Luke 1:39-47 Monday 9 September 2013


This is one of those passages where it really helps to know 'thestory so far'. And the story in Luke's Gospel so far has been asmuch about John the Baptist as about Jesus. Indeed, John plays avery prominent part throughout the Gospel and is central to Luke'sunderstanding of Jesus. John is introduced as the son of a priest,Zechariah, and of Elizabeth, a descendent of Aaron, the founder ofthe priesthood (Luke 1:1-25). So John, who becomes a prophet,was a priest by birth. And this, following Jewish tradition,identified John with the most famous Hebrew prophet of all,Elijah.

Nine hundred years before Christ, Israel, under King Ahab andQueen Jezebel, had turned away from the worship of her God('Yahweh') and had reverted to idol worship. Elijah boldlychallenged Israel to return to Yahweh, and suffered badly at thehands of the king and queen. But he survived, and rather than dyingin old age, was taken up to heaven in a fiery chariot. And laterJews believed that Elijah would return from heaven to challengeIsrael once again and to prepare the people for the coming of theMessiah at the "great and terrible day of the Lord" (Malachi 4:5). This, for Luke's Gospel, was thetrue identity of John the Baptist: "With the spirit and power ofElijah he will go before him … to make ready a people prepared forthe Lord" (Luke 1:17).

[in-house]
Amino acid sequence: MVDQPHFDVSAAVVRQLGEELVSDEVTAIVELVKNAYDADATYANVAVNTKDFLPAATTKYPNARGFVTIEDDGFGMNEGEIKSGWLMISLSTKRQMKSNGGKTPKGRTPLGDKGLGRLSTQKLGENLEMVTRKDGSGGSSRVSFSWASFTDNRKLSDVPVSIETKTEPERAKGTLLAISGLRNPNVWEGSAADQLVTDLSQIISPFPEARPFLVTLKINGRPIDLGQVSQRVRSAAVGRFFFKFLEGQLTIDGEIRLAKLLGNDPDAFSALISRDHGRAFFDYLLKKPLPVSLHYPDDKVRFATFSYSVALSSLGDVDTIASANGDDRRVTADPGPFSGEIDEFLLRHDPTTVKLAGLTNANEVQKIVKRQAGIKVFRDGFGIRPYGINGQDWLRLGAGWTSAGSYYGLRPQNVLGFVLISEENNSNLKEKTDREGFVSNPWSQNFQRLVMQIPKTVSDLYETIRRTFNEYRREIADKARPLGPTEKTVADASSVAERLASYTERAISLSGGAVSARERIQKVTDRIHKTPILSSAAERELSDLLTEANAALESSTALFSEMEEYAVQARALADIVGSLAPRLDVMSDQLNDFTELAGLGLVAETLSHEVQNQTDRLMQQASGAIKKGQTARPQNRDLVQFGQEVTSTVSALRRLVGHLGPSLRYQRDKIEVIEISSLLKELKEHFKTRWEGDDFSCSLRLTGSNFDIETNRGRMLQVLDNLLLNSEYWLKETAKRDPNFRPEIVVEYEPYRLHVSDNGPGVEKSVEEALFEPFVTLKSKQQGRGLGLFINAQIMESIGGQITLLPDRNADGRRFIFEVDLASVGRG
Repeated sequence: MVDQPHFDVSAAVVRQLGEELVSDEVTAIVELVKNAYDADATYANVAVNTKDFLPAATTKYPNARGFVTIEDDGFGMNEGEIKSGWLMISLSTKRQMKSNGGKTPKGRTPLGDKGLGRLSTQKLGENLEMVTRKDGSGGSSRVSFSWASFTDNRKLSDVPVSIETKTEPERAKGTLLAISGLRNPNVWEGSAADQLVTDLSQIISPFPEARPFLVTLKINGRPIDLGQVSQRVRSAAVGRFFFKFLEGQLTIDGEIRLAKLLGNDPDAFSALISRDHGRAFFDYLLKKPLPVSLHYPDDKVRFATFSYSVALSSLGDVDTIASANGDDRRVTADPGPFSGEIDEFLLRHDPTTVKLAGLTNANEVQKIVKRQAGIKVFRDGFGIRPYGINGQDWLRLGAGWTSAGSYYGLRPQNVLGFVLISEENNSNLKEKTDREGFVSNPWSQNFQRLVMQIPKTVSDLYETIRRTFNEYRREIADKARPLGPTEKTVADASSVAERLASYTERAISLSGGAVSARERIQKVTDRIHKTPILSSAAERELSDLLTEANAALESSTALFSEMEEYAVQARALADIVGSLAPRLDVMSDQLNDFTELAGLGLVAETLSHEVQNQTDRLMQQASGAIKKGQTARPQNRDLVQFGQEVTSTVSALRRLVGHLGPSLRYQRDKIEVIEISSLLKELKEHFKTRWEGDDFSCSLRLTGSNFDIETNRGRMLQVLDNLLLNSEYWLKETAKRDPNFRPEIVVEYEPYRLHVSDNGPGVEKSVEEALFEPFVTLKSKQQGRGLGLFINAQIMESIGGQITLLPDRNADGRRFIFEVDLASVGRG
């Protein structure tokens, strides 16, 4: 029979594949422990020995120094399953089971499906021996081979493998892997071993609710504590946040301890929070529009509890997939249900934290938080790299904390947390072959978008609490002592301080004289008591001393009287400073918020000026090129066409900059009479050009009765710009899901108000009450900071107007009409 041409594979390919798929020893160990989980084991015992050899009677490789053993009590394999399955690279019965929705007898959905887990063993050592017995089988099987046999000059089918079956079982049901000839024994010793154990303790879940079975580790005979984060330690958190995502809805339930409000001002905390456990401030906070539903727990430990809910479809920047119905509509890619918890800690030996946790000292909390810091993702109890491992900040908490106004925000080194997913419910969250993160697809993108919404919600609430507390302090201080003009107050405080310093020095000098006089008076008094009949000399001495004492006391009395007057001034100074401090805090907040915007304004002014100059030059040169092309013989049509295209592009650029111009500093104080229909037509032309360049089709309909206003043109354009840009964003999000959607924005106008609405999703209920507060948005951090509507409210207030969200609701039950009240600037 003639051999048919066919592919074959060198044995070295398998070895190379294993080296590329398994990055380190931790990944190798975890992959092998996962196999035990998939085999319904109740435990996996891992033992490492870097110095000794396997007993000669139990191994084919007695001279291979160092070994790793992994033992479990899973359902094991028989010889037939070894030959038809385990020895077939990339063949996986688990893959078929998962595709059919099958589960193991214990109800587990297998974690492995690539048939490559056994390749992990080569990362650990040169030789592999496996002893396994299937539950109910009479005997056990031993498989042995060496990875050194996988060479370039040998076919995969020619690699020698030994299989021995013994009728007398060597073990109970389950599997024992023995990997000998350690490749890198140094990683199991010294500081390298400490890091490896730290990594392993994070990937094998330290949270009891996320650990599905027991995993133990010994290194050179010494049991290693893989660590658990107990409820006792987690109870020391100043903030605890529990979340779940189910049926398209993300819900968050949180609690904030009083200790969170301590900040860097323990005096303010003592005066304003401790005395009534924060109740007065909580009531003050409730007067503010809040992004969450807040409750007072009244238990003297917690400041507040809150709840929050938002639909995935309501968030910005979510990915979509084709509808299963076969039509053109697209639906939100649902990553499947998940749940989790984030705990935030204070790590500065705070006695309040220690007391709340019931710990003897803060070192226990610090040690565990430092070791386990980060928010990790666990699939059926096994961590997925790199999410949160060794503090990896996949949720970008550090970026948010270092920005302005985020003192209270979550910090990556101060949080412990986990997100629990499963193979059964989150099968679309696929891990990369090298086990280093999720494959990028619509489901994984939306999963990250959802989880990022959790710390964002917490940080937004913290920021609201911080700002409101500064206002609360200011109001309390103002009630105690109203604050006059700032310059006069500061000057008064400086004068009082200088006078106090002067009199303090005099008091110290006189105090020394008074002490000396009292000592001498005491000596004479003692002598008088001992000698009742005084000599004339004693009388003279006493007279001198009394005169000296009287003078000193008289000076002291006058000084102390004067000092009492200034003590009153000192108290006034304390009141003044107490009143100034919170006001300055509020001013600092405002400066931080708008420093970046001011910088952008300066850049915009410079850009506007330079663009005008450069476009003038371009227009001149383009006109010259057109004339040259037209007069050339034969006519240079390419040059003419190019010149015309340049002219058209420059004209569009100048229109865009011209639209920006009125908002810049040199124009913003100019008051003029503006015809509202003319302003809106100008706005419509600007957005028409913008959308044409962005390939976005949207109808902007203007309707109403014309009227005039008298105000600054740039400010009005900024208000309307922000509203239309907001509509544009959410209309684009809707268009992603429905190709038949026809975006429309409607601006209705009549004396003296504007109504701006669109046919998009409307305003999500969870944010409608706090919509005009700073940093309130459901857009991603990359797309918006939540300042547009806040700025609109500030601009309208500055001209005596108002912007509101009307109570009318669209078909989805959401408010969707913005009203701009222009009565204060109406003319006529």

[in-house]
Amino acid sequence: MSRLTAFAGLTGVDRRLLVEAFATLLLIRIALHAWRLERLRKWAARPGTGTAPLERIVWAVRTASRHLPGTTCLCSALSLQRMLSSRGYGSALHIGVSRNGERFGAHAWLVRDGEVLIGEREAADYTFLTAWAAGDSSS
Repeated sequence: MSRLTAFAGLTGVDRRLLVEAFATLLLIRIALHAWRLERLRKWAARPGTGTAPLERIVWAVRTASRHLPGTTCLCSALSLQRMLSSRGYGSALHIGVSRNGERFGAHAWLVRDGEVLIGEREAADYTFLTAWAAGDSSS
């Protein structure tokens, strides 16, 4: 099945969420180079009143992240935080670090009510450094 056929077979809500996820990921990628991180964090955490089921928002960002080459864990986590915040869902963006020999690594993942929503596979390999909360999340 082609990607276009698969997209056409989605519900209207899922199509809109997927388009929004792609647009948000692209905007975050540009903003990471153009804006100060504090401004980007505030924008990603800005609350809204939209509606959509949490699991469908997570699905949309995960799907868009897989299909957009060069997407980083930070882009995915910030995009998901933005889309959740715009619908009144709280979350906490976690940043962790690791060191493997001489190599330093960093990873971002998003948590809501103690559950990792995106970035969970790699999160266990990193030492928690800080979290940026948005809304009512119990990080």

Filled with the Holy Spirit (Luke1:15) the unborn baby John recognises the unborn baby Jesus asthe one for whose coming he was to prepare. So John begins hiswork, as 'Elijah returned to life', of proclaiming Jesus asMessiah, the saviour of Israel. And Mary's response to Elizabeth isin exactly the same vein. Mary's 'hymn of praise', which we know asthe 'Magnificat', is a very close paraphrase of Hannah's prayer in1Samuel 2:1-10, following the birth of her son, Samuel. AndSamuel was the priest/prophet who anointed David as king - thefirst great messiah and saviour of Israel.

To Ponder

  • This story reminds us of the essential 'Jewishness' of theoriginal gospel message - a 1st-century Jew would have had nodifficulty in understanding what Luke was saying, but how can we,in the 21st century, make sense of his central claim thatJesus is the Jewish Messiah?
  • Is it possible to understand the 'New' Testament without firstunderstanding the 'Old' Testament?
  • Do you think John the Baptist had the right idea about Jesus?Why?
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